What to expect when you’re not expecting: Child-freedom, social stigma, and online subjectivities

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What to expect when you’re not expecting: Child-freedom, social stigma, and online subjectivities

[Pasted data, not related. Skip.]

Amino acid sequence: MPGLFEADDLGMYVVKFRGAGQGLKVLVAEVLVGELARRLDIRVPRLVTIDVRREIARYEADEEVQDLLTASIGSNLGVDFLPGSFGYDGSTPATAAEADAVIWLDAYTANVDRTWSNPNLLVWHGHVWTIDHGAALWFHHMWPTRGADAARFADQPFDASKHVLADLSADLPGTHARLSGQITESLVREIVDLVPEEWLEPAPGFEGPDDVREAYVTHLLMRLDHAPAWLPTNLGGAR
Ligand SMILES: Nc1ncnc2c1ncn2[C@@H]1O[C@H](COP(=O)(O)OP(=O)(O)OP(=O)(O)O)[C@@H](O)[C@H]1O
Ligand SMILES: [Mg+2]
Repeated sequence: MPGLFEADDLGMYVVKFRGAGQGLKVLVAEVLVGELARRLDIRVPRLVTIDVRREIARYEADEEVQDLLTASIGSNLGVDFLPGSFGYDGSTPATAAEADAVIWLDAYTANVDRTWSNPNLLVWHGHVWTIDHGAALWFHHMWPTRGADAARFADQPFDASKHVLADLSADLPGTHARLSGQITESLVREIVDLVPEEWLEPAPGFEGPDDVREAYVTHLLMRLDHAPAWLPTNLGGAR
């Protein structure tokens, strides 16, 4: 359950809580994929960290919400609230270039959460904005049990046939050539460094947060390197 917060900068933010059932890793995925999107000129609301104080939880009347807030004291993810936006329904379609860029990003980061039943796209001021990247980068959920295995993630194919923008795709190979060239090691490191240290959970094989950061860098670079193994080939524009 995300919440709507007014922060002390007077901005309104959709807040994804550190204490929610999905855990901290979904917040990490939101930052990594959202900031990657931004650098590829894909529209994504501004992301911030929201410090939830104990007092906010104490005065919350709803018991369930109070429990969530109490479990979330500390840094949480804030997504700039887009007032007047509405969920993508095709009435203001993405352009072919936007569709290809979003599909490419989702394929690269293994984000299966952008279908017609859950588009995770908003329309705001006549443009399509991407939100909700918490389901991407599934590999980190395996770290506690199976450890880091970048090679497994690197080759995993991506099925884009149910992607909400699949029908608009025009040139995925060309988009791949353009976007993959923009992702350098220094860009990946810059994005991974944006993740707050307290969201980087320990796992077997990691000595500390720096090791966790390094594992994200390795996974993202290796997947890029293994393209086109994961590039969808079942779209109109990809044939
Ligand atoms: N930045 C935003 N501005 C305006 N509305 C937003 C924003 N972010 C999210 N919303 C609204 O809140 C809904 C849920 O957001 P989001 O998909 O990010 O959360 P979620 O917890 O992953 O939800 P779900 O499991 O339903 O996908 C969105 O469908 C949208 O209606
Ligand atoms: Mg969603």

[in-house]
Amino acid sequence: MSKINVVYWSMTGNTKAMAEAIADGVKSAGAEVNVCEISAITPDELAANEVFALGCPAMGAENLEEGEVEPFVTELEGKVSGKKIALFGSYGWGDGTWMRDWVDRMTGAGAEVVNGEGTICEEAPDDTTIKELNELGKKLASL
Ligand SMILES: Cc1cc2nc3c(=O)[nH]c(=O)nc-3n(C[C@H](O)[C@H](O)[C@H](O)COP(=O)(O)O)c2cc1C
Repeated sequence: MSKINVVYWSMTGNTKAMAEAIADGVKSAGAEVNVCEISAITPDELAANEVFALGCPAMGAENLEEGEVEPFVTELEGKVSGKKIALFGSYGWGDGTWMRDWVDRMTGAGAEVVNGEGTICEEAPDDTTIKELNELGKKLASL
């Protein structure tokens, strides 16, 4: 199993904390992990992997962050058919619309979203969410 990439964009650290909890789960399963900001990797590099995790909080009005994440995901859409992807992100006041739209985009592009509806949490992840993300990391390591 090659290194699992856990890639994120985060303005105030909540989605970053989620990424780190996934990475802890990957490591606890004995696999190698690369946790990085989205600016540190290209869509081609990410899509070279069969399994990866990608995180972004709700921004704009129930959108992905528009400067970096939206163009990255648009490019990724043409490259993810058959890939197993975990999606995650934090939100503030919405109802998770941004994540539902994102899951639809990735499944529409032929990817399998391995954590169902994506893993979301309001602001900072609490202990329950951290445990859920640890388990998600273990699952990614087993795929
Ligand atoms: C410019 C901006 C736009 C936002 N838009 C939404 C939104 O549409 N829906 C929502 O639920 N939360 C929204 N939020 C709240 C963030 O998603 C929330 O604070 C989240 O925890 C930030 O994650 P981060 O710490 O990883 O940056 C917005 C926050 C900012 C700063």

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    Morison, T. (2013). What to expect when you ’  re not expecting: Child-freedom, social stigma, and online subjectivities . Paper presented at International Society of Critical Health Psychology 8 th  Biennial Conference, 22  –  24 July, Bradford, United Kingdom.     P   a   g   e     1  What to expect when you ’   re not expecting: Child-freedom, social stigma, and online  subjectivities Dr Tracy Morison  (Human Sciences Research Council / Rhodes University, South Africa) Introduction Today I ’m  presenting some of the preliminary findings of a study about voluntary childlessness conducted with Indian, Polish, and fellow South African collaborators. Voluntary childlessness is also frequently referred to as being childless by choice or childfree. The term child  free  (as opposed to ‘child less ’ ) is intended to show that not having children “can be an active and fulfilling choice” i , and to indicate agency and freedom from social obligation. The distinguishing feature of voluntary childlessness is the deliberate avoidance of parenthood, and this is precisely what opens up childfree people, especially married heterosexuals, to greater stigma than the temporarily or involuntarily childless, since it is seen as willing and deliberate deviation from the norm ii . Having children is seen as a natural consequence of being a “ normal ”  heterosexual woman or man, as well as an expected outcome of marriage iii . Parenthood is therefore normalised by regulative discourses around sexuality and gender. This process of normalisation is reinforced by pronatalist discourse. According to Meyers iv , pronatalism rests upon twin strategies: The first is the valorisation or glorification of parenthood, which supports the belief that having children is the only true path to fulfilment. The second strategy is the denigration of non-reproduction in which childlessness is cast as horrific. The result of these dual strategies is to eliminate deliberate childlessness as a possibility. Parenthood, as the only truly viable option for a fulfilling life, is therefore a non-choice. This is compounded by nationalistic and religious rhetoric that constructs childbearing as an obligation or duty. Consequently, as my previous research showed, people often do not reflect on whether to have children or not, but see it more as a matter of timing. So, even    Morison, T. (2013). What to expect when you ’  re not expecting: Child-freedom, social stigma, and online subjectivities . Paper presented at International Society of Critical Health Psychology 8 th  Biennial Conference, 22  –  24 July, Bradford, United Kingdom.     P   a   g   e     2  though parenthood is often surrounded by voluntaristic rhetoric, in practice procreation becomes more of an imperative for married heterosexuals. Those who diverge from this expected life course show up the constructed nature of this imperative, which results in a host of informal pressures to procreate. Not the least of these is the stigmatization of childlessness as a deviant state, and the attribution of a negative stereotype to voluntarily childless [heterosexual] couples. Childlessness is perceived to be associated with irresponsibility, unnaturalness, immaturity, emotional instability, [and a range of negative potential outcomes].  v Choice It is the voluntary character of chosen childlessness that is troublesome, therefore. Yet, of course, the issue of ‘ choice ’  is complicated when it comes to both reproduction and non-reproduction. We can understand choice in a narrow sense: as individuals rationally making conscious decisions in their own self-interest. It can also be understood in a broader sense: as active or passive. For instance, as research has shown, non-parenthood can be the result of an active choice, or a passive process of not choosing. My interest today, however, is on choice as a discursive action, rather than an internal process or “a recollection of one unchanging moment of past choice”. vi  I am concerned with choice as a discursive resource  that can be mobilised in talk toward various political ends. We see this, e.g., in public debates around abortion. Similarly, Taylor has shown how vii  CF people construct both parenthood and non-parenthood as personal choices to argue for equal treatment in the workplace. Our participants also, unsurprisingly, spoke about CF as a decision (e.g., referring to the right to reproductive choice). However, they most often argued that their reproductive status was not related to an active and conscious decision. The focus of this paper then is on the rhetoric of choice in the discussions on childfree-specific websites viii  which occurred during an online ethnography ix . Our aim was to explore how online spaces provided an avenue of resistance and a public space for subjectivity construction, where identities are co-constructed, negotiated and contested.    Morison, T. (2013). What to expect when you ’  re not expecting: Child-freedom, social stigma, and online subjectivities . Paper presented at International Society of Critical Health Psychology 8 th  Biennial Conference, 22  –  24 July, Bradford, United Kingdom.     P   a   g   e     3  Data collection & analysis: The data were generated in discussion threads, started by the researchers, on these websites. There were 3 country-specific discussion groups for India, Poland, and South Africa and a general discussion thread started during a pilot phase. We analysed the data using discursive methodology within a feminist post-structuralist framework. Broadly speaking, the analysis concentrates on identifying the rhetorical organisation of talk, the discursive purpose of particular rhetorical strategies, and how these are connected to relations of power. x   The disavowal of choice: In this presentation I concentrate on a particular rhetorical strategy (or discursive tactic), namely: the disavowal of choice. This tactic was resourced by 2 main scripts: (1) Naturally Childfree  and (2) CF   as a non-choice . xi   Naturally childfree: When participants spoke about themselves as being ‘naturally childfree’, they actively talked against choice. For example: (1)   I've always  been childfree. I have never   liked children […] I have the right to have children or not, but I do not consider my child-freedom to be a choice. Not liking kids is just the way I am. If I did have children, I'd just be going against my nature . I would say it affects every aspect of my life because it's not simply something I identify with. It's a core aspect of who I am . (Destiny, General CF site) (2)   From the statements here it seems that very different people, brought up in various conditions, with different views on a number of matters, have however, some IDENTICAL construction concerning children and reproduction. Since there are identical ways to reach an awareness of your childlessness, […]  it starts to look as though we are not childfree "by choice" but naturally childfree.... (Woman11, Polish) These quotations show the recurring tendency to describe oneself as always  having been CF and as never  having desired or felt the urge to have children. They illustrate how choice was overtly denied in relation to respondents’ childfree status by locating it within the realm of nature and  describing it as inherent. As we see in the first extract, being CF was described as being part of one’s nature or identity, and thus as a natural state. Many participants linked their childfree state to their “temperament”, “personality”,    Morison, T. (2013). What to expect when you ’  re not expecting: Child-freedom, social stigma, and online subjectivities . Paper presented at International Society of Critical Health Psychology 8 th  Biennial Conference, 22  –  24 July, Bradford, United Kingdom.     P   a   g   e     4  “disposition”   or “inner being”, as well as to biological factors, such as the lack of a “maternal instinct”, the correct “hormones” or “parental disposition” . Some participants even described themselves as having been born that way. C laims to being naturally childfree or “born like this”  resonate with the naturalising arguments used to counter the view of homosexuality as a lifestyle choice. “ Discourses that construct aspects of human life as ‘natural’ render them outside of human choice and control”. xii  This is reinforced by the idea that CF is something pre-existing within the individual that is discovered or realised. As we see in extract 2 the respondent speaks about becoming aware of one’ s voluntary childlessness. This was another common pattern across the entire data set, as many participants spoke about coming to a realisation of themselves as, first of all, different to others and, secondly, of this difference being CF. In these narratives of ”finding out that I was childfree” (Woman1, India) respondents position themselves passively, with their ch ildfree status as something beyond their control. Interestingly, these narratives resonate with coming out stories told by members of the LGBTI community and many respondents did describe themselves as “a closet CF” or as coming out about their CF status. By constructing child-freedom as fixed at birth, immutable and biologically determined, it follows that a childfree person cannot be held accountable for their divergence from the norm, or required to change it. Many respondents, especially those who are young and/or unmarried, described dismissive and disbelieving responses to their claims of not wanting children, often being told that they will inevitably change their minds about having children, which other researchers have also reported on xiii . By describing the lack of desire for parenthood, and motherhood specifically, as a natural state beyond personal control, respondents were able to refute the idea that they would change their minds. Some even described themselves as supporting parenthood in principle —for example of “wanting to want it” (Woman 2, UK, research blog)— but explaining that the urge to procreate never materialised. To self-position as naturally childfree, is to claim not to have a choice in the matter of remaining childless. Stigma is managed through the process of naturalisation. Of course, these accounts are not only    Morison, T. (2013). What to expect when you ’  re not expecting: Child-freedom, social stigma, and online subjectivities . Paper presented at International Society of Critical Health Psychology 8 th  Biennial Conference, 22  –  24 July, Bradford, United Kingdom.     P   a   g   e     5  part of a political strategy to vie for power, but how the participants actually experience their lives, yet the process of naturalisation is never innocent. There is always a structuring of power behind it, because to claim that something is natural rules out any questioning of that thing ’ s status xiv . This script therefore works to grant the same status to voluntary child-freedom as to reproduction. It allows for positive self-positioning as ‘normal’.  The next script also denounces choice, but the argument shifts somewhat. In this instance, the claim is not: ‘My reproductive status was not a choice’, as with the former script; rather it is: ‘ There was no (real) choice’ . This is achieved by constructing a CF status as a non-choice. In this way, this script also manages the trouble associated with choosing to deviate from the norm. CF as a non-choice: The central feature of this script is its subversion of pronatalist arguments that construe parenthood as a non-choice. In order to accomplish this other options must be disavowed by being cast as extremely unattractive or irrational and so not actually feasible. The next extract illustrates how the script of CF as a non-choice works. (3)   Having a child with my approach [to life] would be like death during life. And that's how I define this choice. It is like a choice between a beautiful life, full of warmth, love and colours and a cold, foul-smelling, dark tomb... (Woman12, Polish) The respondent draws a parallel between choosing life (child-freedom) or death (parenthood). This really is no choice at all, at least for a rational, normal person. This script works to disavow choice by discrediting the alternative. As the quotation shows, it focused on denigrating parenthood. This was not surprising since online CF groups allow members to voice contradictory views to the ‘child - centric’ worldview and to talk against pronatalist discourse. The twin strategies of pronatalism, which I described earlier, were inverted by the respondents in order to construct non-parenthood as a non-choice instead. Respondents questioned the attractions of